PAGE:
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November 9, 2017

Napoleon’s Dream Will Ultimately Drive the Dollar


By Rodney Johnson, Economy & Markets

The European Community is a stultified, lumbering mass of bureaucracy. It’s fitting that the organization operates from Belgium, a country frozen in time because of political infighting.

The European Community, which aims to bring economic integration among its member states, is also something else – a resounding success.

It started in 1957 with founding members Belgium, France, Italy, Luxembourg, the Netherlands, and West Germany, and eventually 12 nations were incorporated into the European Union in 1993.

They stopped killing each other, live under common rules, and many share a currency. This was Napoleon’s dream about a century and a half earlier, even though he couldn’t make it happen.

But now the weak links in the chain, like Spain, Italy, and Greece, are starting to give way. Eventually they will fail, even as member nations and the transnational organization spend time and treasure to keep the group intact.

As that happens, the euro will lose some of its luster, driving investors back to the buck.


The Napoleonic Wars began in 1803 and lasted more than a decade, drawing in many European nations on both sides. While the Americans were busy establishing their new country and fending off the British in the War of 1812, the Europeans played unwinnable war games that left everyone damaged and in debt.

There were so many large-scale wars during this period that historians don’t name them all. They simply refer to them as successive versions with different coalitions. The years of continental war ended with the seventh coalition at the battle of Waterloo, which led to the Treaty of Paris in 1815.

But for a brief moment in time, Napoleon ruled most of Europe. He de-emphasized the Catholic Church and fiefdoms, enforced the rule of law, and increased trade. He brought ideas of individual rights to areas of Eastern Europe. But he still did it through force, and was still a foreigner, so it was bound to end.

After the Napoleonic Wars, Europeans continued to squabble. Using Wikipedia, I counted 21 different wars involving at least two European nations from 1815 through 1899. Even though they’d begun to consider individual rights and liberties, they were still killing each other.

And that’s before the World Wars.

Cooler heads prevailed in 1951 when the next Treaty of Paris was signed. It created the European Coal and Steel Community, providing a multi-country framework for trade involving two of the main resources needed for reconstruction. The treaty also tied together the economic fortunes of France and Germany, greatly reducing the chances of war.

The next step in European cooperation was the Treaty for European Economic Community in 1957, which put the region on the path to where it is today, a conglomeration of 28 countries that allow for the free flow of people, capital, and goods, where most also share a common currency.

The drums of war are faint. No one thinks the Germans are entertaining ideas of taking territory from France, and the Italians aren’t looking to pick a fight, either.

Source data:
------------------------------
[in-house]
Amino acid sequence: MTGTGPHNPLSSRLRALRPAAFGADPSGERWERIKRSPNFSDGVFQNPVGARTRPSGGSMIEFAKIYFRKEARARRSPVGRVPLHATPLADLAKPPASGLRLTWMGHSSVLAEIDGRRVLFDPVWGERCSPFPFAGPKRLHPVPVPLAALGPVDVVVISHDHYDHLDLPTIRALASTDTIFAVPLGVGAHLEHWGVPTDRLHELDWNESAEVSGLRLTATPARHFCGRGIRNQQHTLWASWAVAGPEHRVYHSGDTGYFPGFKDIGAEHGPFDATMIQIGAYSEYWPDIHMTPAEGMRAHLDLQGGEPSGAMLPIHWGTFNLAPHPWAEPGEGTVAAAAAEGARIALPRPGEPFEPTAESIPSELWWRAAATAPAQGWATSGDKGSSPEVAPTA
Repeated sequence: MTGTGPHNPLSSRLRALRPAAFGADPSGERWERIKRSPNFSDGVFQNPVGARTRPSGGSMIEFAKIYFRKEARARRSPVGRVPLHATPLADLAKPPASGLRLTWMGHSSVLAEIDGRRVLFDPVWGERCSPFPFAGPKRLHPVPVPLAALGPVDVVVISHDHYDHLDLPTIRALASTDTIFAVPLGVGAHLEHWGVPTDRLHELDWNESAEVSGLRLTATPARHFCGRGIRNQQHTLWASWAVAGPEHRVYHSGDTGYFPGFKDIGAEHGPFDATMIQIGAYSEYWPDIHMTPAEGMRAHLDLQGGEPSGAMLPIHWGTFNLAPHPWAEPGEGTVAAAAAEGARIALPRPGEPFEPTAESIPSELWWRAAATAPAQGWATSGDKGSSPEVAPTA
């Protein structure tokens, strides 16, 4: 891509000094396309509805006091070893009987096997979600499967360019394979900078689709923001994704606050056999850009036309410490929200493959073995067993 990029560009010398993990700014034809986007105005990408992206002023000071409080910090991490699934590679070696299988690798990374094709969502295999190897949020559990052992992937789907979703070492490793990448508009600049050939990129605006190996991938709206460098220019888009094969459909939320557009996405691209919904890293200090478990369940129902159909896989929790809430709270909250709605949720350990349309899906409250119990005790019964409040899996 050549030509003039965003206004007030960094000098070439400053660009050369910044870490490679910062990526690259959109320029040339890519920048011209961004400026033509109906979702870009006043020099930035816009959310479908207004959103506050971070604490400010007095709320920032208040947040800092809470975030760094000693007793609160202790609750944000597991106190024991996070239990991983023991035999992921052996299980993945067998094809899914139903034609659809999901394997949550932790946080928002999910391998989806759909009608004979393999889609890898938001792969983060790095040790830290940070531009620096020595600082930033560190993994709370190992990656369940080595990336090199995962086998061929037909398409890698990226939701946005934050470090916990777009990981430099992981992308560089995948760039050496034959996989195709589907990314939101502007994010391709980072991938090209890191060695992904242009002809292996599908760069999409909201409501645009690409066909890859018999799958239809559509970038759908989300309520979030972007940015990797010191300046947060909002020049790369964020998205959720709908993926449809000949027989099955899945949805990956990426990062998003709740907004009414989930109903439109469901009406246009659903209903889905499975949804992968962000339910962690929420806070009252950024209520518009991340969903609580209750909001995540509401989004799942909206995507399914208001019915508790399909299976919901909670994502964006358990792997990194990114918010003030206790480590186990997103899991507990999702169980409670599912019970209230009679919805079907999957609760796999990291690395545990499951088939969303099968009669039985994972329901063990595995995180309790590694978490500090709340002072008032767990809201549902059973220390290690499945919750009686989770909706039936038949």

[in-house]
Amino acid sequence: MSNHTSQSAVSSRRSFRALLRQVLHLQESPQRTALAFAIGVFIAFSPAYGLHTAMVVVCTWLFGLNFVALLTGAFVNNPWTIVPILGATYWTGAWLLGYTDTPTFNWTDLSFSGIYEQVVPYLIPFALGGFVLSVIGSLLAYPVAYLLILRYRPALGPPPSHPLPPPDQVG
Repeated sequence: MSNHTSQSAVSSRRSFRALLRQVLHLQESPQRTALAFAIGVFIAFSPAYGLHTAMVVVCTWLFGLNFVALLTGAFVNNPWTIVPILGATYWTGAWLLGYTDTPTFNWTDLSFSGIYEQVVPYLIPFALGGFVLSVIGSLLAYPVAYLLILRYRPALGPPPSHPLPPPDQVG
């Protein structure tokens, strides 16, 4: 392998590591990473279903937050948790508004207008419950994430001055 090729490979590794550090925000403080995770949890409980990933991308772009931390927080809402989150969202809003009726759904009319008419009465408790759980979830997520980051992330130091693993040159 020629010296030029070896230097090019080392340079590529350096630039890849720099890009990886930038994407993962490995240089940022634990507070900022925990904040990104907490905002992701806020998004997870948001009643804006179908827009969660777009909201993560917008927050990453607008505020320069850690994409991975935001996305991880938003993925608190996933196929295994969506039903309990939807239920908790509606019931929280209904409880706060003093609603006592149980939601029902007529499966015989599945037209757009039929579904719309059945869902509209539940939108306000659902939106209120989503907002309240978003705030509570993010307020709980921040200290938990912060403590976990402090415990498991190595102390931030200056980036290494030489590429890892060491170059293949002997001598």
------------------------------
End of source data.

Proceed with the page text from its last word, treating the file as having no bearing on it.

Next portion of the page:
Today the arguments come down to one thing – money.

The Germans think they share too much of the economic burden of the group, while the Greeks believe they have good reason to repudiate their debts. The Italians and the Spaniards are hoping no one looks too closely while their banks lumber along with bad debts that arguably outstrip their capital.

And that’s just on the international level.

Internally, as has come to the fore recently, the Catalans want to leave the Spanish fold and the Lombards and Venetos want greater autonomy from the Italian central government.

The common cry is that these wealthy regions pay more into the federal system than they get in return. Even the Flanders are getting feisty in Northern Europe.

The current calls for greater independence show just how far the Continent has come.

Small regions have no fear of invasion or oppression if they gain true autonomy.

Their government officials only seem concerned with trade and capital, implying we’ve reached a point where divisions are reduced to matters of commerce.

Maybe, maybe not.

There’s still security in large numbers, and combining forces with those of similar (although not identical) cultural norms and views remains the best way for preserving our different ways of life.

But back to the Europeans…

As they travel farther down their different roads, ever diverging from the singular path, they erode some of the power amassed by joining together. Trade and travel arrangements will become more cumbersome, and they will chip away at their international standing.

The biggest potential loser is the euro, which was conceived to fight the dollar. As nations in the economic bloc pull away from the center, fracture internally, or both, the common currency will lose some cache.

The greenback will be there to pick up the slack.

In a way, the incredible security felt across Europe, which feeds demands for greater independence and local control, will eventually lead to weaker ties and a diminished economic standing, complete with a tarnished currency, compared to the dollar.

Courtesy of Rodney JohnsonEconomy and Markets 

The views and opinions expressed herein are the author's own, and do not necessarily reflect those of EconMatters.

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